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Is my CPU slowing down? - Page 2

post #11 of 14
You need them both set at 200, with core current limit also boosted to 200. The reason you rebooted is because your vcore is not high enough. You never had this reboot before because your processor was never able to draw the current it needed to go on max load due to the power limits set under turbo boost power being rapidly exceeded. The second you fixed this, the CPU went on max load and then failed because vcore was not high enough. Set your CPU LLC to level 3, voltage mode to offset starting at the lowest offset. Try first for a more modest overclock, 4.6 is good. Boot, run LinX. If it fails, up the offset by one unit. Rinse repeat till you can run 25 iterations on LinX with a small problem set of say 10,000. When you can, stress test with a big problem set using all available memory. This will take several hours.
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post #12 of 14
Quote:
Originally Posted by MrSleepin View Post
are you THE Bruce Willis?
Bruce Willis, Bruce Willis? Yes, I knew that name sounded familiar, just didn't remember from where after I woke up .. how did I forget Die Hard!

Quote:
Originally Posted by Bruce Willis View Post

Of course not If I really was Bruce Willis, I would have entered Mr. Smith as username.

I'm calling myself this name just to get your attention
You know, that is exactly what a drunken Bruce Willis would say after raiding a computer store and registering in OCN. Trying to Divert Away the attention.

post #13 of 14
Haven't read the whole thread but what are you using to monitor CPU speed? CPU-z has a bad habit of not showing the correct and up to date speed. It updates very slow and erratic with sb chips. If going by CPU-z try another program like throttlestop that had a very fast update interval. It is much more accurate st reading speeds. It updates like 10 times a second.
post #14 of 14
Thread Starter 
Quote:
Originally Posted by complexlogic View Post
You need them both set at 200, with core current limit also boosted to 200. The reason you rebooted is because your vcore is not high enough. You never had this reboot before because your processor was never able to draw the current it needed to go on max load due to the power limits set under turbo boost power being rapidly exceeded. The second you fixed this, the CPU went on max load and then failed because vcore was not high enough. Set your CPU LLC to level 3, voltage mode to offset starting at the lowest offset. Try first for a more modest overclock, 4.6 is good. Boot, run LinX. If it fails, up the offset by one unit. Rinse repeat till you can run 25 iterations on LinX with a small problem set of say 10,000. When you can, stress test with a big problem set using all available memory. This will take several hours.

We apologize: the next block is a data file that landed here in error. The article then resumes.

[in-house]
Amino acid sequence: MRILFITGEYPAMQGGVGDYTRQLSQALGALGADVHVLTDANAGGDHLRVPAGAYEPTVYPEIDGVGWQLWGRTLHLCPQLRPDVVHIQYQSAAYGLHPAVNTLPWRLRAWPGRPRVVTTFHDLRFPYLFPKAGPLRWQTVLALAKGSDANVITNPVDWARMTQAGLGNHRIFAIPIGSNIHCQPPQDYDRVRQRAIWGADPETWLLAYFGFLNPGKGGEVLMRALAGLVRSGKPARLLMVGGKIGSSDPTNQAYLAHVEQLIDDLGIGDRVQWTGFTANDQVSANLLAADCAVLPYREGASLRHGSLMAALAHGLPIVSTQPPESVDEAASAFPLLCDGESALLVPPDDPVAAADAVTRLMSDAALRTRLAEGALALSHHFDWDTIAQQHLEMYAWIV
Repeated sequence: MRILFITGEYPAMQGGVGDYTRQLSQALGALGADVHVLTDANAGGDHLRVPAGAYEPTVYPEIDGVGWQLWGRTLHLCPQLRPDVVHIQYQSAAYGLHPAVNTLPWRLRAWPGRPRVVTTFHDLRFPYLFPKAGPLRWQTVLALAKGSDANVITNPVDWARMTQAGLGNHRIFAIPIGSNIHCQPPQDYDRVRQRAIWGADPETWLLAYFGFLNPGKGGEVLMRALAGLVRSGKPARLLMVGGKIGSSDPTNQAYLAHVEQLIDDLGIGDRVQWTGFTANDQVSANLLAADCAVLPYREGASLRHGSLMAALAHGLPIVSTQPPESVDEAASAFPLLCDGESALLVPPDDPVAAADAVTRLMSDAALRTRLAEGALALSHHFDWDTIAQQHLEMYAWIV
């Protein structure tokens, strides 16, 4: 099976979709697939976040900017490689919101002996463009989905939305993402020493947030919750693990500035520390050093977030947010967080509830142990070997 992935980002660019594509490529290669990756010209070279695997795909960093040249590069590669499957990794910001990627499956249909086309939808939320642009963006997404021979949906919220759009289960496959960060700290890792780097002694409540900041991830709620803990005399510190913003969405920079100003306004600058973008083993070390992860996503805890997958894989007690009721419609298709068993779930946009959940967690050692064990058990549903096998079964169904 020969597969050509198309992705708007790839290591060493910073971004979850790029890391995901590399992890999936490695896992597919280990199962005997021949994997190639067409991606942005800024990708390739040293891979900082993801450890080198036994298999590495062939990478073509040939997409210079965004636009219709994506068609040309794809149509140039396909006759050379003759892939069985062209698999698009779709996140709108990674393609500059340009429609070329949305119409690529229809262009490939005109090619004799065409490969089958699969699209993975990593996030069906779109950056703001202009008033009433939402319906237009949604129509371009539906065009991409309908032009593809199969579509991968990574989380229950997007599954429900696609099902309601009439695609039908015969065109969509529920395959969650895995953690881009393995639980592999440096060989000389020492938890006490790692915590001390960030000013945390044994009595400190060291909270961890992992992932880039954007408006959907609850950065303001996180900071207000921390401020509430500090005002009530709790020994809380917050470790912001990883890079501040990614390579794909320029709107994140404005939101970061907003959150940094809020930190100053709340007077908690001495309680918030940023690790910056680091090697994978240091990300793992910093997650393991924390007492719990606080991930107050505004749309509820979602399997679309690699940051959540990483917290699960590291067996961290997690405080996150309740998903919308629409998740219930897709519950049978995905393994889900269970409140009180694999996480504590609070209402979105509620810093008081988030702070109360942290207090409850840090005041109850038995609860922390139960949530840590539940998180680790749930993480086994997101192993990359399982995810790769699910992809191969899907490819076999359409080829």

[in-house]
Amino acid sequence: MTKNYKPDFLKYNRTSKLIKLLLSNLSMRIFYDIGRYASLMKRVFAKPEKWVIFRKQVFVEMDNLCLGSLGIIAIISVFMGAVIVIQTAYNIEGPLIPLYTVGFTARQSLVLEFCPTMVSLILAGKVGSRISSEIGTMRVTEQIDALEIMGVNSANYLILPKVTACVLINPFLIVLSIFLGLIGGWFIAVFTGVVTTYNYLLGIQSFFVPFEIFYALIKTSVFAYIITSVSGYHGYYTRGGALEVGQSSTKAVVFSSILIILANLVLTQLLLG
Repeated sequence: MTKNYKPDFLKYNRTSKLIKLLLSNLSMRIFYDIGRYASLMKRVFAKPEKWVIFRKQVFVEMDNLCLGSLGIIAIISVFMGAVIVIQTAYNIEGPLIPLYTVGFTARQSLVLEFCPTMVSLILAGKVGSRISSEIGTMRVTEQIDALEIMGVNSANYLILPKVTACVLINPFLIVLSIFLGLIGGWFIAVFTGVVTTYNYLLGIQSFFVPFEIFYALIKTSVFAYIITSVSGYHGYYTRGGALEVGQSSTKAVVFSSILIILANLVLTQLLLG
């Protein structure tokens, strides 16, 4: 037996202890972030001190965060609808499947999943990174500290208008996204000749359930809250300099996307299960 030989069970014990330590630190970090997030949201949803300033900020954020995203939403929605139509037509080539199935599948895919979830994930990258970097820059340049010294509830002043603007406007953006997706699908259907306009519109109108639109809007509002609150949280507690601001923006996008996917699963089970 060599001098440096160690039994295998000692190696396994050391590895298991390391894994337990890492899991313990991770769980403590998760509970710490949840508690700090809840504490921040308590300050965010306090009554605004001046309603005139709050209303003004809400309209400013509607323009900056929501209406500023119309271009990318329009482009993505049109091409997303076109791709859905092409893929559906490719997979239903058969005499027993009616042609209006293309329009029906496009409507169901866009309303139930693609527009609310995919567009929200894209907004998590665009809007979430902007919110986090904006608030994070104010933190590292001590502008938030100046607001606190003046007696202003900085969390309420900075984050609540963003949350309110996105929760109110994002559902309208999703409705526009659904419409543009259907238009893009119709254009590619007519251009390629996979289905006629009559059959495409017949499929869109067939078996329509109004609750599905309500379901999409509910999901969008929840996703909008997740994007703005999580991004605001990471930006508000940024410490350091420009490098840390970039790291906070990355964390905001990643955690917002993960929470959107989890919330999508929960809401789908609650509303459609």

Thanks for the suggestions. I followed them, except that I adjust Vcc manually.

The problem of the frequency drops disappeared indeed!

Booting windows at 4.6GHz is no problem, no BSOD's or reboots. But both Prime and LinX are reporting errors. Raising Vcc from 4.3 to 4.5 still gives errors, although somewhat later (Prime ran 1.5 hour without an error).

Max temps are about 75C.

Quote:
Originally Posted by Strat79 View Post
Haven't read the whole thread but what are you using to monitor CPU speed? CPU-z has a bad habit of not showing the correct and up to date speed. It updates very slow and erratic with sb chips. If going by CPU-z try another program like throttlestop that had a very fast update interval. It is much more accurate st reading speeds. It updates like 10 times a second.
Although CPU-z was not what caused the problem, I find throttlestop more handy, because it gives me both the temps and the clock speed. Thanks for the tip.
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